Renewed fighting between Sri Lankan government forces and the insurgent Liberation Tigers of Tamil Eelam, or Tamil Tigers, has reportedly taken more than one-hundred lives since the beginning of this year. Sri Lankan authorities say most of those killed were Tamil insurgents.
The Sri Lankan government announced earlier this month that it was terminating the 2002 cease-fire agreement brokered by the Norwegian government. “Ending the cease-fire agreement will make it more difficult to achieve a lasting, peaceful solution to Sri Lanka’s conflict,” U.S. State Department spokesman Sean McCormack said in a written statement.
Twenty-five years of conflict between the Sri Lankan government and Tamil Tiger separatists have cost the lives of some seventy-thousand people in Sri Lanka. Thousands have died in the past year alone most of which were civlians. Hundreds of thousands have been made homeless, or lack essential infrastructure such as clean water, electric power, and roads. And the human rights situation remains grim.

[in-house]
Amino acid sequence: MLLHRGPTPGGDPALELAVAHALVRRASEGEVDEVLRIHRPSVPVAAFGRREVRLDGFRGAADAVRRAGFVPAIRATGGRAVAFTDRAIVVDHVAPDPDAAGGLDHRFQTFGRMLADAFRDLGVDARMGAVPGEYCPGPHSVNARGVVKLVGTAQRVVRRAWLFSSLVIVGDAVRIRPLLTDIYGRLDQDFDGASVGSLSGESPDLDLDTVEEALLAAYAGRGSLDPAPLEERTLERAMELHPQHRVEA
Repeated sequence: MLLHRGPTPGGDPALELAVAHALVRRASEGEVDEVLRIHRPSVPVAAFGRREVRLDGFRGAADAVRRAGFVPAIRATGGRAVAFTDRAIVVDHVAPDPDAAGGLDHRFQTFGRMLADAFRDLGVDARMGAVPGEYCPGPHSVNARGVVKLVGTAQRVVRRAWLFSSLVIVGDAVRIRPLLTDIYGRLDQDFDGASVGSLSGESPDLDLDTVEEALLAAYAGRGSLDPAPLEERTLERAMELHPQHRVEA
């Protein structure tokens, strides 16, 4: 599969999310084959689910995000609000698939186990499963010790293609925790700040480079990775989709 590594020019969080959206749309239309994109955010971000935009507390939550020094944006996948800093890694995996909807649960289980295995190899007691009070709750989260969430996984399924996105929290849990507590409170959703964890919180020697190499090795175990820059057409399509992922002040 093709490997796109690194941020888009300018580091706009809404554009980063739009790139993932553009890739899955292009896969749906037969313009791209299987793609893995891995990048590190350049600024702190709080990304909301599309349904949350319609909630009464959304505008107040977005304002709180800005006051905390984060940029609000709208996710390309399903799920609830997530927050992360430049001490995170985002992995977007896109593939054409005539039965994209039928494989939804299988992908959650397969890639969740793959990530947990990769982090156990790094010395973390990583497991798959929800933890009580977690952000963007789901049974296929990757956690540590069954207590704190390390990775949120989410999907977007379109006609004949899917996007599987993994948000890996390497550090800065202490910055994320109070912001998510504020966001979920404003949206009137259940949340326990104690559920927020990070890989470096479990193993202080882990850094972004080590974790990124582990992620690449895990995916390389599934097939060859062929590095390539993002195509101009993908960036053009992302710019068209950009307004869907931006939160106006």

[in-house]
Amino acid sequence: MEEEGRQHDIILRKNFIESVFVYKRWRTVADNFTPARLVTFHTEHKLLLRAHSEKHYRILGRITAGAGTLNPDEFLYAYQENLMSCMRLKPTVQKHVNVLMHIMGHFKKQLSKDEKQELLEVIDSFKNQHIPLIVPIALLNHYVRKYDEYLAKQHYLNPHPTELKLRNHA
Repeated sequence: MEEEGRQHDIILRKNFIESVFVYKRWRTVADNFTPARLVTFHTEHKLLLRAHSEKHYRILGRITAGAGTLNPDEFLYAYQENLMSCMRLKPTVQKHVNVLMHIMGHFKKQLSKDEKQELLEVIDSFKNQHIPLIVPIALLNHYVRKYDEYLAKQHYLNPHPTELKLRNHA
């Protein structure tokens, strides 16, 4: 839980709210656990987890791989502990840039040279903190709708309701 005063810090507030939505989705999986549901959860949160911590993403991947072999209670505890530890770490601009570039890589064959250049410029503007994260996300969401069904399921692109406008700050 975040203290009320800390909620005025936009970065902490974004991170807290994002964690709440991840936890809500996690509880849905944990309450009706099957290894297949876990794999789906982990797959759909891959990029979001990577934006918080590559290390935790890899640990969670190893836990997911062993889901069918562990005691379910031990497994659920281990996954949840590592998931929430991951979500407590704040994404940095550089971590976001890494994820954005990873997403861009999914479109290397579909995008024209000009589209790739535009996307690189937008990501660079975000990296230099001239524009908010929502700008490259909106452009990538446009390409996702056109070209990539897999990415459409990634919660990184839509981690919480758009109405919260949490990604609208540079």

According to the U.S. State Department, human rights violations in Sri Lanka include “unlawful killings by government agents, high profile killings by unknown perpetrators, politically motivated killings by paramilitary forces associated with the government and the Liberation Tigers of Tamil Eelam.” The Tamil Tigers carry out political murders and suicide attacks and subject Sri Lankan citizens to such abuses as torture and the forcible recruitment of child soldiers.
In a written statement, State Department spokesman Sean McCormack said “all parties to the conflict share the responsibility to protect the rights of all of Sri Lanka’s people.” The U.S., he said, urges all parties to the conflict to “work toward the goal of a just, political solution that ensures the rights of minority communities and benefits all Sri Lankans.”